The Dick Vet Hospital for Small Animals was opened in 1999 and is the Royal (Dick) School of Veterinary Studies main small animal clinical facility. It offers both first opinion services, through the Dick Vet General Practice, as well as referral services to referring veterinary clinicians. It has a range of specialist services, which include: Anaesthesia, Cardiopulmonary, Dermatology, Diagnostic Imaging, Emergency and Critical Care, The Feline Clinic, Internal Medicine, Interventional Radiology, Neurology and Neurosurgery, Ophthalmology, Orthopaedic Surgery, Soft Tissue Surgery, the Dick Vet Rabbit and Exotic Practice and the Riddell-Swann Veterinary Cancer Centre.

Equine Veterinary ServicesEdit

Equine Veterinary Services consists of the Dick Vet Equine Practice, which offers first opinion care to horses, and the Dick Vet Equine Hospital. Within the Dick Vet Equine Hospital are a number of specialist services, including: Medicine, Orthopaedics, Soft Tissue Surgery, Reproduction, Farriery, anaesthesia, Diagnostic Imaging and Behaviour.

The Jeanne Marchig International Centre for Animal Welfare EducationEdit

The Jeanne Marchig International Centre for Animal Welfare Education (JMICAWE) is a hub of expertise on animal welfare education, collaborating with international universities, governments, charities and NGO partners to advance the understanding of animal welfare issues.

Recent projects have included investing in the Clinical Skills Lab at the Dick Vet School, providing students with animal alternatives on which to practice; including a new equine colic simulator. They have also developed a new online Masters programme in International Animal Welfare, Ethics and Law which joins the on-campus Masters in Applied Animal Behaviour and Animal Welfare. These programmes are supported by The Scottish Rural College allowing students to benefit from being taught by many of the best animal welfare experts in the country.

The National Avian Research FacilityEdit

In September 2013, the National Avian Research Facility was opened on the Easter Bush campus[17] in partnership with the Pirbright Institute. NARF's mission is to improve the productivity, health and welfare of poultry through research on host-pathogen interactions, avian genetics, development and physiology using state-of-the-art technologies.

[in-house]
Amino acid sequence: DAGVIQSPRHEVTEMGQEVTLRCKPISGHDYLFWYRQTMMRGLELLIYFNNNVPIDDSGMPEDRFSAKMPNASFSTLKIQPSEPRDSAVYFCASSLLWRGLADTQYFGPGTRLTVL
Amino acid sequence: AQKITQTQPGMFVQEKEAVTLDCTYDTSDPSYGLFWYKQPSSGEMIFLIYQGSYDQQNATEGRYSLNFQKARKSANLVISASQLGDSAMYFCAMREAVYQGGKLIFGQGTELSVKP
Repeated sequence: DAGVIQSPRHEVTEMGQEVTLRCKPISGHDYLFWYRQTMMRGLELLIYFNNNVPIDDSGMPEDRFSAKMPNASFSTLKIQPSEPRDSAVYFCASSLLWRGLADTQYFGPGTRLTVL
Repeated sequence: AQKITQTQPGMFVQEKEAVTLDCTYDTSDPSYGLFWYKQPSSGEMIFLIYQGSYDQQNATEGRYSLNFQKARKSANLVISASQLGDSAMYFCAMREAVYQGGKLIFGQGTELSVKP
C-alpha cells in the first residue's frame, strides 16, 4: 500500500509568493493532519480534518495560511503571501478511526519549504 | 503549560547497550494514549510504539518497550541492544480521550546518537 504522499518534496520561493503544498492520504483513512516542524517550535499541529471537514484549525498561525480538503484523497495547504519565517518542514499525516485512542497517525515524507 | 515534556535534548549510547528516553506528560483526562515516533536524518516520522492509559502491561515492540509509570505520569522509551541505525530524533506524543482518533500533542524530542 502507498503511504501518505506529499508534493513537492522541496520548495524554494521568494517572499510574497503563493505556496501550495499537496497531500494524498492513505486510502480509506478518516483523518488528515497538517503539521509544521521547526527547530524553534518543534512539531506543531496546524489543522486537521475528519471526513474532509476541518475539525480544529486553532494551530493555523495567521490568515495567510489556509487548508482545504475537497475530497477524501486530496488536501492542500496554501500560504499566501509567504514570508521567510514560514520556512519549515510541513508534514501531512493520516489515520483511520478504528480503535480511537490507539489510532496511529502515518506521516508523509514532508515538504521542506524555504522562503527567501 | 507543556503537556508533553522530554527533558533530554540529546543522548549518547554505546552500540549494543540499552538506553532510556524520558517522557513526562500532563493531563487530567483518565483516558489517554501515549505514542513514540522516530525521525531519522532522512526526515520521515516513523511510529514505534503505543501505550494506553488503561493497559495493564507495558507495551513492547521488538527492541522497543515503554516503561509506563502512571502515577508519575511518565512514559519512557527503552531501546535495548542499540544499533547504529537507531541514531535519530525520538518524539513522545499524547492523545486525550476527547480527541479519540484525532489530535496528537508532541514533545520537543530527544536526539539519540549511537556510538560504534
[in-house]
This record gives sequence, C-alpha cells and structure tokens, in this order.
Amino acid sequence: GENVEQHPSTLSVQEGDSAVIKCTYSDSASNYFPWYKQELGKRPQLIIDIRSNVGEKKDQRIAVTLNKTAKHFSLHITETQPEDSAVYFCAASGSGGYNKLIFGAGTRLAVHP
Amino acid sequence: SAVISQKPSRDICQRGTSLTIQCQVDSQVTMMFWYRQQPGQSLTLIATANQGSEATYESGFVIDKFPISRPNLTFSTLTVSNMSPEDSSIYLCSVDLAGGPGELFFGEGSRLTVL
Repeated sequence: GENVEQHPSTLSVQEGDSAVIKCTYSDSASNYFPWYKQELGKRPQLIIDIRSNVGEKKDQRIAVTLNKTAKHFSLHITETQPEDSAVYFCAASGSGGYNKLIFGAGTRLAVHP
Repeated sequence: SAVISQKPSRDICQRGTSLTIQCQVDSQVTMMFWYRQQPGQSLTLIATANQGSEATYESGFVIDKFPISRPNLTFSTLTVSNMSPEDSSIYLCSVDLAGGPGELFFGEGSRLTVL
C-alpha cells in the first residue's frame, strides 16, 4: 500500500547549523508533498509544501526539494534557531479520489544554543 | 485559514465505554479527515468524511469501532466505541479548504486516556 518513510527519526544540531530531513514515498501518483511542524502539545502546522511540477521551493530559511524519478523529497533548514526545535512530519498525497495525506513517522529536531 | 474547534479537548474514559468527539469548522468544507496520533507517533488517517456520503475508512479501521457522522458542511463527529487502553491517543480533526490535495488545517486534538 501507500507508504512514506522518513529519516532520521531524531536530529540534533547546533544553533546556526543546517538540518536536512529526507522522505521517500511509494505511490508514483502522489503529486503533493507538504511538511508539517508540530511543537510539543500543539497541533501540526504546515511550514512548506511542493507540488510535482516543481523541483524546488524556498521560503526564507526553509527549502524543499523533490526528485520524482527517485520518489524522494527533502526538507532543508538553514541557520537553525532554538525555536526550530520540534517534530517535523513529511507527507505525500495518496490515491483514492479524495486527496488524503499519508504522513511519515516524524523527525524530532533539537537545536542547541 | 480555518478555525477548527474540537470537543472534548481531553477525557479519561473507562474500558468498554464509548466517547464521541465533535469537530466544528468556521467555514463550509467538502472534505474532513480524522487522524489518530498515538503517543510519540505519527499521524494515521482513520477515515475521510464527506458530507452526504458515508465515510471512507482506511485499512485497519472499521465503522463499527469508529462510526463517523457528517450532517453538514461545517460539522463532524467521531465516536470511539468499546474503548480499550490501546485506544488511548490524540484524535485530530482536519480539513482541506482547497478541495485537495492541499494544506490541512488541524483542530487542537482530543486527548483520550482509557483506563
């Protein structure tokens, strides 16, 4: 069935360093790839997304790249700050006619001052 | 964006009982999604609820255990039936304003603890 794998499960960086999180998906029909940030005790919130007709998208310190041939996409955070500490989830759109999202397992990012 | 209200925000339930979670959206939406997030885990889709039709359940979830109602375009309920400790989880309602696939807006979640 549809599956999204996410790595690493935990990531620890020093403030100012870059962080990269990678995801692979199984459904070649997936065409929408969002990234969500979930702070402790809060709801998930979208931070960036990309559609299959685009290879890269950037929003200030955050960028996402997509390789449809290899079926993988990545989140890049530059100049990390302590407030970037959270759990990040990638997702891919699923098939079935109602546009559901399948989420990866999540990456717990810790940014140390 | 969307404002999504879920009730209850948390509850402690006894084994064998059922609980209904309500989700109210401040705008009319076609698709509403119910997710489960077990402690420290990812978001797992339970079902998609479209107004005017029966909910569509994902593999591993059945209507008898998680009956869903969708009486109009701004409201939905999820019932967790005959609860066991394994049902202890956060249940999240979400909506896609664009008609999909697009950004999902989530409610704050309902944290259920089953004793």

The Charnock Bradley BuildingEdit

The Charnock Bradley Building is a hub for the Easter Bush Campus, providing a home for the Roslin Innovation Centre, Easter Bush Science Outreach Centre (EBSOC) and the Easter Bush Gym. Opened in May 2018[18] by HRH Princess Royal the building contains office and laboratory space. Located in front of the building sits Canter a sculpture by Andy Scot, who is best known for The Kelpies. it was unveiled in May 2018 at the same time as the building opened[19] and the 15 ft steel statue of a horse's head forms the centrepiece of the entrance plaza.

The Roslin Innovation CentreEdit

The Roslin Innovation Centre provides office and laboratory space for tenant companies, university spin outs and early-stage entrepreneurs. Its laboratories and office spaces have been designed to be subdivided into different configurations, allowing for companies of all sizes to occupy the space. There are 285 laboratory workstations and space for 380 scientists and support staff.

Easter Bush Science Outreach CentreEdit

The Easter Bush Science Outreach Centre (EBSOC) was opened on 1 May 2018[20] by HRH Princess Royal. EBSOC is a purpose-built teaching laboratory, which offers interactive curriculum linked learning experiences for school pupils and community groups. It is supported by scientists from across the Easter Bush Campus, who discuss their current research with the children, to help relate their learning to real life scientific research. The centre is managed by Dr Nicola Stock and staffed by a dedicated team, who design the activities.

Notable alumniEdit

Notable staffEdit

Principals/DeansEdit

From amalgamation with Edinburgh University in 1951 the role became first director then dean of faculty rather than principal of the college.

ReferencesEdit